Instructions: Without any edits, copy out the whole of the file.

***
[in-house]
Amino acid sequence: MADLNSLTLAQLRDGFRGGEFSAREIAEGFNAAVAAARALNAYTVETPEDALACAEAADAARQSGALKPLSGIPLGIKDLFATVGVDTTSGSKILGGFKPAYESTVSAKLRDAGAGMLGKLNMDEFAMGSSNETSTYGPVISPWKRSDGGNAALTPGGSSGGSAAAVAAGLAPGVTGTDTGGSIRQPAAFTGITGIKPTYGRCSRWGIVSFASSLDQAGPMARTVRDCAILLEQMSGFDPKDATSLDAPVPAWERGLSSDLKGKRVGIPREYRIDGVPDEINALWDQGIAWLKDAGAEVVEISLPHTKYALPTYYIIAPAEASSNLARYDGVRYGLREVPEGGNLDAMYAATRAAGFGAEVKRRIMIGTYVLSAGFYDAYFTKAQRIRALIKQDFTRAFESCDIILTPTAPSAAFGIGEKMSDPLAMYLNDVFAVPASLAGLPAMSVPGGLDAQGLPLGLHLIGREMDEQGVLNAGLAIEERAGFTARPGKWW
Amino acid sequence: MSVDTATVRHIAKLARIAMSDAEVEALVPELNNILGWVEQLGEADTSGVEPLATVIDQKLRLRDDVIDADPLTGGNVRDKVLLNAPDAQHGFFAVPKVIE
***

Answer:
[in-house]
Amino acid sequence: MADLNSLTLAQLRDGFRGGEFSAREIAEGFNAAVAAARALNAYTVETPEDALACAEAADAARQSGALKPLSGIPLGIKDLFATVGVDTTSGSKILGGFKPAYESTVSAKLRDAGAGMLGKLNMDEFAMGSSNETSTYGPVISPWKRSDGGNAALTPGGSSGGSAAAVAAGLAPGVTGTDTGGSIRQPAAFTGITGIKPTYGRCSRWGIVSFASSLDQAGPMARTVRDCAILLEQMSGFDPKDATSLDAPVPAWERGLSSDLKGKRVGIPREYRIDGVPDEINALWDQGIAWLKDAGAEVVEISLPHTKYALPTYYIIAPAEASSNLARYDGVRYGLREVPEGGNLDAMYAATRAAGFGAEVKRRIMIGTYVLSAGFYDAYFTKAQRIRALIKQDFTRAFESCDIILTPTAPSAAFGIGEKMSDPLAMYLNDVFAVPASLAGLPAMSVPGGLDAQGLPLGLHLIGREMDEQGVLNAGLAIEERAGFTARPGKWW
Amino acid sequence: MSVDTATVRHIAKLARIAMSDAEVEALVPELNNILGWVEQLGEADTSGVEPLATVIDQKLRLRDDVIDADPLTGGNVRDKVLLNAPDAQHGFFAVPKVIE